On my bookshelf is a 50-year-old cookbook. Its pages are falling out of its ring-bound cover, and some of the pages are stained and ripped as if a toddler had tried to join in the cooking. Which probably did happen.
This book is The Maine Cookbook and is probably one of those old community cookbooks sold as fundraisers for the local church. Even the cover is ripped so I am not completely sure of the title.
The recipes are simple, using inexpensive, local ingredients. One of those ingredients is lard, which for many years was regarded as bad for you, and now is back with a vengeance as the latest thing in gourmet cooking. Another thing I noted as I used this book recently is that it calls for wax paper to cover leftovers and items that need chilling.
When was the last time I used wax paper? I can remember my mother wrapping our school lunches in it but in my adult life, I’ve been addicted to foil and plastic wrap. Which is not good for the planet.
So I bought some wax paper. I ran my fingers along the surface and found it surprisingly sensuous and comforting, more velvety than sticky like wax.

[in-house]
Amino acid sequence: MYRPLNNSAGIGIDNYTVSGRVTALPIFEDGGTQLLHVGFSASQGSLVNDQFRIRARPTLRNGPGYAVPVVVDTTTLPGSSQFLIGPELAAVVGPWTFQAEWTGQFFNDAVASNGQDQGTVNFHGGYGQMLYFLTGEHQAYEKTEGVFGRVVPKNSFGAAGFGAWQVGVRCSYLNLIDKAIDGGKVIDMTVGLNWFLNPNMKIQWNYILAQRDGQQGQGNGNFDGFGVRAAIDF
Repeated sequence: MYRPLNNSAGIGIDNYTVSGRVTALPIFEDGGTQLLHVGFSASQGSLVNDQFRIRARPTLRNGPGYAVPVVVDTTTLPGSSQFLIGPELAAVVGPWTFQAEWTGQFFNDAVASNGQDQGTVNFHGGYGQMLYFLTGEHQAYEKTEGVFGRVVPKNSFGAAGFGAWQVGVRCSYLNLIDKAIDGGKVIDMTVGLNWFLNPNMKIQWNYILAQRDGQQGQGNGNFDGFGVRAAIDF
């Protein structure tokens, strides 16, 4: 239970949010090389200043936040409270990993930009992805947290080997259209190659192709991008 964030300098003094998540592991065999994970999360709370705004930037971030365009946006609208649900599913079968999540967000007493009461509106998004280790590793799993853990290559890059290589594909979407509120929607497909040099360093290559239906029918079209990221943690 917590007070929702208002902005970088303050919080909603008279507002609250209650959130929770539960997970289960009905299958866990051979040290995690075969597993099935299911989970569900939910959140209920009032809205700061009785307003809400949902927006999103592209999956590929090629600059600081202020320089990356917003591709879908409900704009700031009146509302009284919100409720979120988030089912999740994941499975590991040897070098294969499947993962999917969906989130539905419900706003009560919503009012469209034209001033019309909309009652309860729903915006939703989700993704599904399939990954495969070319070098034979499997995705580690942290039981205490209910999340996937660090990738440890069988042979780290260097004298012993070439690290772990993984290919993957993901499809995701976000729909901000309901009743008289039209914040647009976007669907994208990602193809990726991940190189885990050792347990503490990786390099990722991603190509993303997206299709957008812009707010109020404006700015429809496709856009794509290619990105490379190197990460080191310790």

Maybe it was that reminder of childhood, maybe it was the knowledge that wax paper is not plastic. It is as it sounds, paper coated with food-safe paraffin. I tried taping it to the kitchen counter when rolling pastry and it prevents mess. I put leftovers in a glass jar and cover them with wax paper secured by a rubber band.
But I am dismayed to find that this wonderful product is not environmentally friendly. Paraffin is a petroleum product and wax paper does not decompose in the landfill. But there are alternatives.
I found one recently that claims to be recyclable. It looks and feels like parchment paper with a smooth satiny surface. I look forward to using it, and to being transported back to a simpler time.